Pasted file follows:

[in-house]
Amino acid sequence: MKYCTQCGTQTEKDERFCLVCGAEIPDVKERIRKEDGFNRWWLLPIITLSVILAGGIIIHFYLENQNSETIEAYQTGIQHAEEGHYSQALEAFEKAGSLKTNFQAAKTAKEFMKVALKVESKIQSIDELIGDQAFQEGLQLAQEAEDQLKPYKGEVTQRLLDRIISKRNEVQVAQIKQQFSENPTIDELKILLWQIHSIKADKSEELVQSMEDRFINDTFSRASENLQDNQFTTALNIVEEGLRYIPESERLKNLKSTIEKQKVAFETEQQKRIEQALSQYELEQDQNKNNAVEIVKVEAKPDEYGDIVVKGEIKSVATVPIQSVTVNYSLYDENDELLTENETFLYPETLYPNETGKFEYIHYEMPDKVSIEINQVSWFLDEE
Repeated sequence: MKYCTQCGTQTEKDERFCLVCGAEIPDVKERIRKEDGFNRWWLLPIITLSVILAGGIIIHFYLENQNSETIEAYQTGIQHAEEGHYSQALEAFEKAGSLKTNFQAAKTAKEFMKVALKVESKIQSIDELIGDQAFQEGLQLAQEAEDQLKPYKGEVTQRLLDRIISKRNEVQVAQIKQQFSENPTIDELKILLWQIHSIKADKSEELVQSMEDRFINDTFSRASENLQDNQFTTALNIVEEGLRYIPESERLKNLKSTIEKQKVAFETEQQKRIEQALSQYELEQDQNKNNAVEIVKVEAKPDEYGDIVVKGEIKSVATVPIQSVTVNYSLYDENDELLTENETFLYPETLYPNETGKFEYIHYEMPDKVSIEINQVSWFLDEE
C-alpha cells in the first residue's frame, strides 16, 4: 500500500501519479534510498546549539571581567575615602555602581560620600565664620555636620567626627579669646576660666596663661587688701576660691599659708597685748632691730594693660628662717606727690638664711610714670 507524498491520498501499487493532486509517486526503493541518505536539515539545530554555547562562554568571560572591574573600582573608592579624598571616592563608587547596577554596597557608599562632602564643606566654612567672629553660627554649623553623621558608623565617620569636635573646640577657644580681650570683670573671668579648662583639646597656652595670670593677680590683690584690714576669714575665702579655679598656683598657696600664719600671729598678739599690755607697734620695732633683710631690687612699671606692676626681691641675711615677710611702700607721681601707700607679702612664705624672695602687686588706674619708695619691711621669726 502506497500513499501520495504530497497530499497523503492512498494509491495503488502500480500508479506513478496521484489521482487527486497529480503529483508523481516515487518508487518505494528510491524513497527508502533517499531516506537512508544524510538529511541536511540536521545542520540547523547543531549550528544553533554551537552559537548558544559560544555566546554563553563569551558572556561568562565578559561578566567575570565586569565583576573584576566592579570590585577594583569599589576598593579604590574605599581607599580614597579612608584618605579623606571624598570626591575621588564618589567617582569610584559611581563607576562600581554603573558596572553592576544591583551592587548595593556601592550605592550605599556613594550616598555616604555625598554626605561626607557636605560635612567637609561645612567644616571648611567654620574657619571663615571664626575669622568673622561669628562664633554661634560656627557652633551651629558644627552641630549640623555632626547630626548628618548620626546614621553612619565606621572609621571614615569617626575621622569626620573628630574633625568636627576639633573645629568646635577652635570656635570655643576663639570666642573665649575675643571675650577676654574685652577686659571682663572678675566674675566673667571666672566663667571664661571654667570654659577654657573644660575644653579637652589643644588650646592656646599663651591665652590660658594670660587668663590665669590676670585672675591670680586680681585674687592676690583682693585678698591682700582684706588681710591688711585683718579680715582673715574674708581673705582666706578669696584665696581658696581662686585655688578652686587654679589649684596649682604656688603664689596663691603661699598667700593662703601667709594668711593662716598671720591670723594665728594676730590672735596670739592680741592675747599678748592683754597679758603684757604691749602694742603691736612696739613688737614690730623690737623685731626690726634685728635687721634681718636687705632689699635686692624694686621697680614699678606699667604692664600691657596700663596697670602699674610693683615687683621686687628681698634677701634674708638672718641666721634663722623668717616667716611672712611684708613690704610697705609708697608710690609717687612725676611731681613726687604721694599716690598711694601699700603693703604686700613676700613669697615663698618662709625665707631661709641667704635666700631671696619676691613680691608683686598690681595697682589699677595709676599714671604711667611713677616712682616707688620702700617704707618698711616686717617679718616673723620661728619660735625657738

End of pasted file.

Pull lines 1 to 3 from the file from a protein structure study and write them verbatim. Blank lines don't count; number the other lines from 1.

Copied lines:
[in-house]
Amino acid sequence: MKYCTQCGTQTEKDERFCLVCGAEIPDVKERIRKEDGFNRWWLLPIITLSVILAGGIIIHFYLENQNSETIEAYQTGIQHAEEGHYSQALEAFEKAGSLKTNFQAAKTAKEFMKVALKVESKIQSIDELIGDQAFQEGLQLAQEAEDQLKPYKGEVTQRLLDRIISKRNEVQVAQIKQQFSENPTIDELKILLWQIHSIKADKSEELVQSMEDRFINDTFSRASENLQDNQFTTALNIVEEGLRYIPESERLKNLKSTIEKQKVAFETEQQKRIEQALSQYELEQDQNKNNAVEIVKVEAKPDEYGDIVVKGEIKSVATVPIQSVTVNYSLYDENDELLTENETFLYPETLYPNETGKFEYIHYEMPDKVSIEINQVSWFLDEE
Repeated sequence: MKYCTQCGTQTEKDERFCLVCGAEIPDVKERIRKEDGFNRWWLLPIITLSVILAGGIIIHFYLENQNSETIEAYQTGIQHAEEGHYSQALEAFEKAGSLKTNFQAAKTAKEFMKVALKVESKIQSIDELIGDQAFQEGLQLAQEAEDQLKPYKGEVTQRLLDRIISKRNEVQVAQIKQQFSENPTIDELKILLWQIHSIKADKSEELVQSMEDRFINDTFSRASENLQDNQFTTALNIVEEGLRYIPESERLKNLKSTIEKQKVAFETEQQKRIEQALSQYELEQDQNKNNAVEIVKVEAKPDEYGDIVVKGEIKSVATVPIQSVTVNYSLYDENDELLTENETFLYPETLYPNETGKFEYIHYEMPDKVSIEINQVSWFLDEE